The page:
The next day started with planning. We had to consider our time in Japan, decide what we wanted to see, how we would schedule our time around our WWOOF-ing experience, and decide how to book the numerous trains we would need. The J-Rail Pass is very well priced to be tempting, but we were not sure it would be worth it given the number of days we would be traveling.
Our reward after all that planning was getting to see our friends!! Sol and Travis were in Tokyo traveling with Sol’s family, and we had planned this leg of our trip to align with them. We went to their hotel to meet them, and then went to find the rest of the crew at a sake tasting shop. It was a very fun place where you get to choose your own sake tasting flight by going to the refrigerator, pulling out bottles, and putting them on your table. They then come around and pour the flight for you and answer and questions you might have. The labels of the bottle very helpfully indicate various properties of the sake, the two primary traits being acidity and sweetness/dryness.
Sol’s friend Alex showed up, and we were off to dinner. Alex has lived in Japan for years now and had made a reservation for us at a restaurant. It was great to catch up with Sol and Travis and hang out for the evening. Then we separated and planned to meet up the next day.
The next day was quite eventful, and long. We met up at a temple/shrine during some kind of special ceremony. A large decorated box was carried out of one building and brought to a central temple with much pomp and circumstance. There was a fairly formal looking procession, and guests were clearly not allowed too close, even being on the same entry driveway was discouraged by nearby guards. The outside area was still quite pretty, and there was a Japanese sword dueling show being put on as well.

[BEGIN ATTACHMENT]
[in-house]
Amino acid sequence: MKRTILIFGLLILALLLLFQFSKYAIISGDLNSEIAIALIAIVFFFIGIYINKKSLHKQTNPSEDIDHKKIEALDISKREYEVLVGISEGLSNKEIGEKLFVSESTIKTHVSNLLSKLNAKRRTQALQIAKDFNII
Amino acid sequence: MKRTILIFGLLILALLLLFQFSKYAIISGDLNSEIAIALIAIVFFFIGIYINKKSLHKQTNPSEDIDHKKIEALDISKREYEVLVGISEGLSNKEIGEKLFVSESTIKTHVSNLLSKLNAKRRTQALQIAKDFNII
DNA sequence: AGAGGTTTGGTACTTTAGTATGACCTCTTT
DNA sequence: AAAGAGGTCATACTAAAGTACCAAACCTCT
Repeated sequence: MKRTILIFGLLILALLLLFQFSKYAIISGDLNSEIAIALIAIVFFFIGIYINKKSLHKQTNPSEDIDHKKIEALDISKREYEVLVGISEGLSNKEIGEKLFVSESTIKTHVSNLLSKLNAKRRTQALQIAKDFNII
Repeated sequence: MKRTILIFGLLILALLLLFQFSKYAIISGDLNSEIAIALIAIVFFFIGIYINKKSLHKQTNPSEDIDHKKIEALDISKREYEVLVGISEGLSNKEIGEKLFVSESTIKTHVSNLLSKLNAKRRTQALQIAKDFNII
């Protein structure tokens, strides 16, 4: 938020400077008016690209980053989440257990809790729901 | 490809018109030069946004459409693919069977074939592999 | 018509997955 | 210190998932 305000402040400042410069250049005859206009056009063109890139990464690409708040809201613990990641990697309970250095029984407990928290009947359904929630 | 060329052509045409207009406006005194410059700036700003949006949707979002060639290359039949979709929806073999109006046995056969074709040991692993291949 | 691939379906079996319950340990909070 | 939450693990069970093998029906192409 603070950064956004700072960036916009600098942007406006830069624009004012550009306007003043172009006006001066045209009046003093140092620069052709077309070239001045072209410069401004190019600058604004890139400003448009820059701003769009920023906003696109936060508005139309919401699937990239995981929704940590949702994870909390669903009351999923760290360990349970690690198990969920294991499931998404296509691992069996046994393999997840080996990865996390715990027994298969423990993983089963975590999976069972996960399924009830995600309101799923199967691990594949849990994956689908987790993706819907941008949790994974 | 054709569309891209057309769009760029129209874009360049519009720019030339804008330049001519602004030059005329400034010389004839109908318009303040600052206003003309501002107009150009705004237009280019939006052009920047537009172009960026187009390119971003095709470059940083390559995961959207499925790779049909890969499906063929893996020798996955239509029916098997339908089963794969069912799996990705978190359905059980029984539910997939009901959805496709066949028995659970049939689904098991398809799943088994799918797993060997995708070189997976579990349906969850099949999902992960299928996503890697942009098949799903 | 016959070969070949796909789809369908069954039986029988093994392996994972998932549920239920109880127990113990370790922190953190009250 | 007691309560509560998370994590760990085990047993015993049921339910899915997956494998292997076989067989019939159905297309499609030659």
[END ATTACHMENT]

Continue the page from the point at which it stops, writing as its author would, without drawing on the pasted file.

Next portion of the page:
We then went to the “War Museum” which was connected to the grounds of this temple. As we went into the museum we both wondered “which war is this for?” It turns out, it is for all the wars. The museum starts with a summary of pre-shogunate warfare, and then proceeds chronologically through all of the wars Japan has been a part of since the period of relative peace experienced during the Shogun reign. At some point we had to start breezing through because we had not realized just how large the museum was, and we were all getting hungry.
Lunch was a fun and simple meal at a ramen place. It had a relatively common format for Japan, where you make your meal selection outside, paying at what looks like a vending machine. You then take your ticket inside while they prepare your order. There were two slightly confusing things: One, they ask you what size you want when you come inside to sit down… after you’ve already paid. Apparently the price doesn’t change with how many noodles you get. Second, the thermos on the table, sitting next to all the cups, is not, in fact, tea. Jess discovered it was not tea after pouring herself a cup, and tasting a nice sip of broth!! You are meant to prepare your noodles with the condiments at the table, eating some, then adding broth whenever you like to complete the ramen meal. Live and learn 🙂
After lunch we went to Akihabara, which is also known as Electric Town. It’s a busy part of Tokyo, popular for anime and electronics. Think Times Square where all of the billboards are for Anime games or television. We simply wanted to walk around and explore the place, and wandered into a BIC Camera store, which sells all sorts of electronics. It is a fun experience, not totally different than shopping in the US, but seven floors of electronics ranging from the usual cellphones and laptops all the way to home laser hair removal devices.
We continued to walk around in the city eventually finding another specialty of Tokyo, an owl cafe. The Forest of Owl cafe we stumbled across actually has a quite nice reputation for rescuing owls from various circumstances and caring for them. The cafe is definitely owls first, cafe second. We paid $11.50 each to get a vending machine cappuccino, and then spent the next 40 minutes meeting, petting and maybe disturbing the dozen owls that are in the room. Even if it was a bit costly, it was totally different and very fun. Some owls were so fluffy!
After the owls we went looking for a drink before dinner. This proved to be surprisingly difficult, as we were traveling in a pack with Sol’s four-person family, plus a total of five extra friends. Not many bars in Tokyo were prepared for a party of nine foreigners! The one we eventually found was in the gayborhood of Tokyo, and while we were not the intended clientele, they kindly welcomed us into their outdoor patio.